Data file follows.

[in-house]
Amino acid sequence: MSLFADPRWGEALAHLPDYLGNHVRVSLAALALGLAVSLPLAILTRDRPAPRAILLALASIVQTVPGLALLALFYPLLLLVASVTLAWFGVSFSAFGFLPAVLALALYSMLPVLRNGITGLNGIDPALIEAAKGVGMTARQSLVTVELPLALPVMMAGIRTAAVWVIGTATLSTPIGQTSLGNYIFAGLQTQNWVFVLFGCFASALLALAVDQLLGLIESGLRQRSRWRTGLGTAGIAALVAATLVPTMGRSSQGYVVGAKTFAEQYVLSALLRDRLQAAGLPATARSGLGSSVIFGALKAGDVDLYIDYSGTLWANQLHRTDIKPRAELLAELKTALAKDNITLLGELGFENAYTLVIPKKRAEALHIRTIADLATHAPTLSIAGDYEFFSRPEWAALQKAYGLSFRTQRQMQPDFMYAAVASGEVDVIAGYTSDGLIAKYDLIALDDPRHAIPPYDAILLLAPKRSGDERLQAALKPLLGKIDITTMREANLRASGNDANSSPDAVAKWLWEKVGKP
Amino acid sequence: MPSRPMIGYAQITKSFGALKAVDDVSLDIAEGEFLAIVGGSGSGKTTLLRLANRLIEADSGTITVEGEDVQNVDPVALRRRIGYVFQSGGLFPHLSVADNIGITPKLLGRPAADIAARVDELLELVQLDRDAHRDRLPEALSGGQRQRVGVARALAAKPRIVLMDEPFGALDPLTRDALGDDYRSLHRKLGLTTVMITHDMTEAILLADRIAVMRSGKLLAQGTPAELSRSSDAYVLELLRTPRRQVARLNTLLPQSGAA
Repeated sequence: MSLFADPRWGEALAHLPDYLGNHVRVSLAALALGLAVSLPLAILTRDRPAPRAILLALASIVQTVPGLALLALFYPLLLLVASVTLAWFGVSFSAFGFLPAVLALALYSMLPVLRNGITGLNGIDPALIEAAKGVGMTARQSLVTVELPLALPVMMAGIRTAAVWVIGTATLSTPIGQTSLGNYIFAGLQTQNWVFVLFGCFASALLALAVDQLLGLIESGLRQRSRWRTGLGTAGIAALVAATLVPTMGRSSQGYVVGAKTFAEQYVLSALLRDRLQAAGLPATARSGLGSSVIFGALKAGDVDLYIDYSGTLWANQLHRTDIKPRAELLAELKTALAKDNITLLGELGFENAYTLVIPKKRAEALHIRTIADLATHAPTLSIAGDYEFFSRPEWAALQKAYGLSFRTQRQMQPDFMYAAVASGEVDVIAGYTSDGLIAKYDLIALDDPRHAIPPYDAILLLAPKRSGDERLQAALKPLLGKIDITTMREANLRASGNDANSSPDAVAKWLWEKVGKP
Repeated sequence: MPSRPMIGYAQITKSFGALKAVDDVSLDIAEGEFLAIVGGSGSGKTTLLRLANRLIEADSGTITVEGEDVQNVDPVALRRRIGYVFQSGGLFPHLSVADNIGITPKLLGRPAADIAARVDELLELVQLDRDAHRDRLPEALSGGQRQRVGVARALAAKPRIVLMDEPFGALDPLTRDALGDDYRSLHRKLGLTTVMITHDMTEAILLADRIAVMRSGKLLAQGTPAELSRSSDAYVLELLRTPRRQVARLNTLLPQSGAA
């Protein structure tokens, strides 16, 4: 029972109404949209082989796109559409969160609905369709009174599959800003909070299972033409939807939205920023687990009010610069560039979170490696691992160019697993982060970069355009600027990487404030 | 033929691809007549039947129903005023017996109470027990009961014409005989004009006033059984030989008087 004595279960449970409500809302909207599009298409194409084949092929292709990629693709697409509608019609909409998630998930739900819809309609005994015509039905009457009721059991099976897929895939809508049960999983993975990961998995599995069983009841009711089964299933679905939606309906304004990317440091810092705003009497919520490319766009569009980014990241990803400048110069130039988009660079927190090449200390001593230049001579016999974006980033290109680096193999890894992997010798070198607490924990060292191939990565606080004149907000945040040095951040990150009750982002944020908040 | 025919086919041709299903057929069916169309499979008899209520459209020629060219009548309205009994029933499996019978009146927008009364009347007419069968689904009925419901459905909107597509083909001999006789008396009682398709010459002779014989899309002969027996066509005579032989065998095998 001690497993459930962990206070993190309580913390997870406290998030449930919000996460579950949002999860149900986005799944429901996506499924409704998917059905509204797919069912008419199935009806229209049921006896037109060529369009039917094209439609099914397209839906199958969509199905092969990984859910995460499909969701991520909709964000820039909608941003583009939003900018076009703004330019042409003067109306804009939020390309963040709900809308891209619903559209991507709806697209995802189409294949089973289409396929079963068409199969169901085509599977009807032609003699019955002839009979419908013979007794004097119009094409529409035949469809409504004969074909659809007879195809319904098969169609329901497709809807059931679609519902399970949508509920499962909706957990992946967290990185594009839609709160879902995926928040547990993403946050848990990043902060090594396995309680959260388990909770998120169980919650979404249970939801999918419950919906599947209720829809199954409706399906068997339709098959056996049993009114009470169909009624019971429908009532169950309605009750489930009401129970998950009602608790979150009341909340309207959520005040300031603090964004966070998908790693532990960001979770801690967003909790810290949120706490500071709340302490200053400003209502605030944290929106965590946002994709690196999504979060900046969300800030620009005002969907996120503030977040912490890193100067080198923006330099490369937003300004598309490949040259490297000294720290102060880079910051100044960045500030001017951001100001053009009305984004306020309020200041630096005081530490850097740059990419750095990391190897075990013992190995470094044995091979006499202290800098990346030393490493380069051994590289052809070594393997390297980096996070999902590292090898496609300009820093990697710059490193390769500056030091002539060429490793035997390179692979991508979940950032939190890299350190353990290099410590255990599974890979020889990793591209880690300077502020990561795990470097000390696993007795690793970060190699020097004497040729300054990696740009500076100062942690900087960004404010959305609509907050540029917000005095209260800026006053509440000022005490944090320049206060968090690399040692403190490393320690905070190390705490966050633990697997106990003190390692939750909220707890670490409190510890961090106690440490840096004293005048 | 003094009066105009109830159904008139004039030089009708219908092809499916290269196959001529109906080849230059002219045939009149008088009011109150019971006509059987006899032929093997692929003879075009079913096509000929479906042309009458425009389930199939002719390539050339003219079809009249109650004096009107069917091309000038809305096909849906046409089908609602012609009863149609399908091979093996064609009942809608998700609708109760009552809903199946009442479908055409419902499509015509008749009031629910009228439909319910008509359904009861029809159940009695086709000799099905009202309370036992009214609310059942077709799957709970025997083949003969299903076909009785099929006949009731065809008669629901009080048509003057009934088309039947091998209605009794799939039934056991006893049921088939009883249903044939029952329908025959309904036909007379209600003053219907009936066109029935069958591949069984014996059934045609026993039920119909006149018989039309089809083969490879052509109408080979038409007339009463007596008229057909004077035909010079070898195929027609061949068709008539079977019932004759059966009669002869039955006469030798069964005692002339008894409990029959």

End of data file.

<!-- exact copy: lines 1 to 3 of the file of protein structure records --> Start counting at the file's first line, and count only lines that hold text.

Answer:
[in-house]
Amino acid sequence: MSLFADPRWGEALAHLPDYLGNHVRVSLAALALGLAVSLPLAILTRDRPAPRAILLALASIVQTVPGLALLALFYPLLLLVASVTLAWFGVSFSAFGFLPAVLALALYSMLPVLRNGITGLNGIDPALIEAAKGVGMTARQSLVTVELPLALPVMMAGIRTAAVWVIGTATLSTPIGQTSLGNYIFAGLQTQNWVFVLFGCFASALLALAVDQLLGLIESGLRQRSRWRTGLGTAGIAALVAATLVPTMGRSSQGYVVGAKTFAEQYVLSALLRDRLQAAGLPATARSGLGSSVIFGALKAGDVDLYIDYSGTLWANQLHRTDIKPRAELLAELKTALAKDNITLLGELGFENAYTLVIPKKRAEALHIRTIADLATHAPTLSIAGDYEFFSRPEWAALQKAYGLSFRTQRQMQPDFMYAAVASGEVDVIAGYTSDGLIAKYDLIALDDPRHAIPPYDAILLLAPKRSGDERLQAALKPLLGKIDITTMREANLRASGNDANSSPDAVAKWLWEKVGKP
Amino acid sequence: MPSRPMIGYAQITKSFGALKAVDDVSLDIAEGEFLAIVGGSGSGKTTLLRLANRLIEADSGTITVEGEDVQNVDPVALRRRIGYVFQSGGLFPHLSVADNIGITPKLLGRPAADIAARVDELLELVQLDRDAHRDRLPEALSGGQRQRVGVARALAAKPRIVLMDEPFGALDPLTRDALGDDYRSLHRKLGLTTVMITHDMTEAILLADRIAVMRSGKLLAQGTPAELSRSSDAYVLELLRTPRRQVARLNTLLPQSGAA